top of page

Your Own Heart, a Poem by Peter Kaczmarczyk

I grew up thinking

My suburban life

Filled with liberal minds

And high-minded rhetoric

Had taught me all

I needed to know

But you cannot know

Until you have

Seen with your own eyes

Felt with your own heart

I drove a taxi in Boston

Saw hungry families

Try to pay their fares

With food stamps and sexual favors

Where racist drivers

Left people of color

Standing alone, waving arms

Only wanting a ride

To get out of the cold

I lived in rural Indiana

Saw poverty and loss of hope

Drive good-hearted people

To slowly take their own lives

Through drink and drugs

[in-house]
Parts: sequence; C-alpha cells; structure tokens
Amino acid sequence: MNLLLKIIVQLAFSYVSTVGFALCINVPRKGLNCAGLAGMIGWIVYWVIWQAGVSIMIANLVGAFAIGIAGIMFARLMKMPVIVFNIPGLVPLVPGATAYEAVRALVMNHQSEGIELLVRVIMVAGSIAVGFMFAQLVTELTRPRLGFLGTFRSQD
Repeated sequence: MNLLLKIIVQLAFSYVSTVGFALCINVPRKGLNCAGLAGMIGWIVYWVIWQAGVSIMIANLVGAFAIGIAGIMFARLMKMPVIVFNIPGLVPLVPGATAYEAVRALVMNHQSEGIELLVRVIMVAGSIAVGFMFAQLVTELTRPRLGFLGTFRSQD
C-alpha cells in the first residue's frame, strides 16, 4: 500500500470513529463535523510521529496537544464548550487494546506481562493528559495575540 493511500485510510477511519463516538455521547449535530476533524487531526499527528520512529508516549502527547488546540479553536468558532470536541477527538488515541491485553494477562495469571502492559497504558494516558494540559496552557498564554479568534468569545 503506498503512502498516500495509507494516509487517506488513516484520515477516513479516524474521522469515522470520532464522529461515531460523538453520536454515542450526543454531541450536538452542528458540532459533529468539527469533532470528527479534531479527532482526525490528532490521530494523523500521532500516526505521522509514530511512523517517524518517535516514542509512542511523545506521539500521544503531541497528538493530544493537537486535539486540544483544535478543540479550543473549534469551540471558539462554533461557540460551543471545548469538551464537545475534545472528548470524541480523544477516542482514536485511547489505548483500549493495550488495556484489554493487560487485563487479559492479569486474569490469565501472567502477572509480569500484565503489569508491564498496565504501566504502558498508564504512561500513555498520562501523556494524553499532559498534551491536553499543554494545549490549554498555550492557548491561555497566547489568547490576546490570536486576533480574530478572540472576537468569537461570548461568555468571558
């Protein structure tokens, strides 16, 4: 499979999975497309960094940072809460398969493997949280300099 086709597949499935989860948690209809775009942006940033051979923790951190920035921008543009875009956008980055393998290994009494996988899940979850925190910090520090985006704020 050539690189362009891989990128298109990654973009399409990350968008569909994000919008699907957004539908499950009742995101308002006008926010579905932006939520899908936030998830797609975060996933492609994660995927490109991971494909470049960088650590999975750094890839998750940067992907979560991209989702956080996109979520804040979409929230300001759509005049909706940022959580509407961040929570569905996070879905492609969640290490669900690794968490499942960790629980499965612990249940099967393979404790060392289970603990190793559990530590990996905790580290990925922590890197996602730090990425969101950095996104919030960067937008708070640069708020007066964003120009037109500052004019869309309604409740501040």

And self-destructive hate

Hate that they turned on

Whoever they saw as the other

I traveled in Paris

Saw camps of Romany

And dark-skinned immigrants

Spit upon and cursed

By those of a society

Who thought themselves

The most cultured and civilized

Of all the people of the world

I did not know

The truth of the world

Till I saw with my own eyes

Felt with my own heart


Peter Kaczmarczyk was raised in New England and has lived the last 30 years in Southern Indiana. His works are inspired by, and grounded in, his life, loves, travels, and experiences. Peter strives to create poems that are without pretense and accessible to all, and hopes that his words will resonate with those who read them. He is always surrounded by cats. He has been published in the anthology Hidden in Childhood and the Passionfruit Review. He is co-creator of the Captain Janeway Statue in Bloomington, Indiana.


bottom of page